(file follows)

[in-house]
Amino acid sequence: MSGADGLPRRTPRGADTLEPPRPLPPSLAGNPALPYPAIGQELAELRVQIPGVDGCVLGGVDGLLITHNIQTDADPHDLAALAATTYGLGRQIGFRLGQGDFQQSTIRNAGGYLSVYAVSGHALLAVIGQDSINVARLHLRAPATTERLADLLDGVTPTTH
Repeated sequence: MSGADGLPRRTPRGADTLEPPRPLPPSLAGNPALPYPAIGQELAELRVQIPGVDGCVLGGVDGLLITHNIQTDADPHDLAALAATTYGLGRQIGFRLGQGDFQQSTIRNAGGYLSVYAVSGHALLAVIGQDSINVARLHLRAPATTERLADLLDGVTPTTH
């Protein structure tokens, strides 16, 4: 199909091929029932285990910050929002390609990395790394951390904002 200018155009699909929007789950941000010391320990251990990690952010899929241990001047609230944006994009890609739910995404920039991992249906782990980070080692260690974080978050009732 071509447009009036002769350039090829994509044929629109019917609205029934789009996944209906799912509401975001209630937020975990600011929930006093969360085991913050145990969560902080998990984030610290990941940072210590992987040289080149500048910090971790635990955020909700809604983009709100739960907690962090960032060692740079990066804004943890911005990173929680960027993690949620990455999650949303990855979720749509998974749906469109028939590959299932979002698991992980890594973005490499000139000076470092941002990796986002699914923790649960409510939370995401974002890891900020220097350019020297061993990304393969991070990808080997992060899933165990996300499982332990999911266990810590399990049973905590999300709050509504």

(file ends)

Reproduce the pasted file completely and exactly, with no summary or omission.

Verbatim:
[in-house]
Amino acid sequence: MSGADGLPRRTPRGADTLEPPRPLPPSLAGNPALPYPAIGQELAELRVQIPGVDGCVLGGVDGLLITHNIQTDADPHDLAALAATTYGLGRQIGFRLGQGDFQQSTIRNAGGYLSVYAVSGHALLAVIGQDSINVARLHLRAPATTERLADLLDGVTPTTH
Repeated sequence: MSGADGLPRRTPRGADTLEPPRPLPPSLAGNPALPYPAIGQELAELRVQIPGVDGCVLGGVDGLLITHNIQTDADPHDLAALAATTYGLGRQIGFRLGQGDFQQSTIRNAGGYLSVYAVSGHALLAVIGQDSINVARLHLRAPATTERLADLLDGVTPTTH
């Protein structure tokens, strides 16, 4: 199909091929029932285990910050929002390609990395790394951390904002 200018155009699909929007789950941000010391320990251990990690952010899929241990001047609230944006994009890609739910995404920039991992249906782990980070080692260690974080978050009732 071509447009009036002769350039090829994509044929629109019917609205029934789009996944209906799912509401975001209630937020975990600011929930006093969360085991913050145990969560902080998990984030610290990941940072210590992987040289080149500048910090971790635990955020909700809604983009709100739960907690962090960032060692740079990066804004943890911005990173929680960027993690949620990455999650949303990855979720749509998974749906469109028939590959299932979002698991992980890594973005490499000139000076470092941002990796986002699914923790649960409510939370995401974002890891900020220097350019020297061993990304393969991070990808080997992060899933165990996300499982332990999911266990810590399990049973905590999300709050509504």